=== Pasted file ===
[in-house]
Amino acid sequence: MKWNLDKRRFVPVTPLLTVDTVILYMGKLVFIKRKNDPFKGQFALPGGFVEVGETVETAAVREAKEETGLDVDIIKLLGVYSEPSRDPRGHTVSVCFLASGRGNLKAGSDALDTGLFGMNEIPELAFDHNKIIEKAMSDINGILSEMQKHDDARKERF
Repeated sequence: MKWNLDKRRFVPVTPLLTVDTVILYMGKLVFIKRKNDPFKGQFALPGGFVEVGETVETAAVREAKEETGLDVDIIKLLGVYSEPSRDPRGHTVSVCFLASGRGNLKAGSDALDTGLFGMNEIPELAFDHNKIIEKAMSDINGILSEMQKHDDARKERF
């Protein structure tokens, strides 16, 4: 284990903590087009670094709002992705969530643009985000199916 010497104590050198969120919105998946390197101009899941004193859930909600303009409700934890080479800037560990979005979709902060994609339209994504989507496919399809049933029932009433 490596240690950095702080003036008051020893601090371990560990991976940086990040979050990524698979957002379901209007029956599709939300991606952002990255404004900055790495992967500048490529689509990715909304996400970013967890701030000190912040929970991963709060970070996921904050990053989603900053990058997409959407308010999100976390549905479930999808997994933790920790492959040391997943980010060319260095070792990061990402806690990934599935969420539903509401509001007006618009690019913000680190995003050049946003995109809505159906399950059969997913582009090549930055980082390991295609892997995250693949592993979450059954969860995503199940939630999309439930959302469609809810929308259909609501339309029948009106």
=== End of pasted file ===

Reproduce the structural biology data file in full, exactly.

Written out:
[in-house]
Amino acid sequence: MKWNLDKRRFVPVTPLLTVDTVILYMGKLVFIKRKNDPFKGQFALPGGFVEVGETVETAAVREAKEETGLDVDIIKLLGVYSEPSRDPRGHTVSVCFLASGRGNLKAGSDALDTGLFGMNEIPELAFDHNKIIEKAMSDINGILSEMQKHDDARKERF
Repeated sequence: MKWNLDKRRFVPVTPLLTVDTVILYMGKLVFIKRKNDPFKGQFALPGGFVEVGETVETAAVREAKEETGLDVDIIKLLGVYSEPSRDPRGHTVSVCFLASGRGNLKAGSDALDTGLFGMNEIPELAFDHNKIIEKAMSDINGILSEMQKHDDARKERF
């Protein structure tokens, strides 16, 4: 284990903590087009670094709002992705969530643009985000199916 010497104590050198969120919105998946390197101009899941004193859930909600303009409700934890080479800037560990979005979709902060994609339209994504989507496919399809049933029932009433 490596240690950095702080003036008051020893601090371990560990991976940086990040979050990524698979957002379901209007029956599709939300991606952002990255404004900055790495992967500048490529689509990715909304996400970013967890701030000190912040929970991963709060970070996921904050990053989603900053990058997409959407308010999100976390549905479930999808997994933790920790492959040391997943980010060319260095070792990061990402806690990934599935969420539903509401509001007006618009690019913000680190995003050049946003995109809505159906399950059969997913582009090549930055980082390991295609892997995250693949592993979450059954969860995503199940939630999309439930959302469609809810929308259909609501339309029948009106």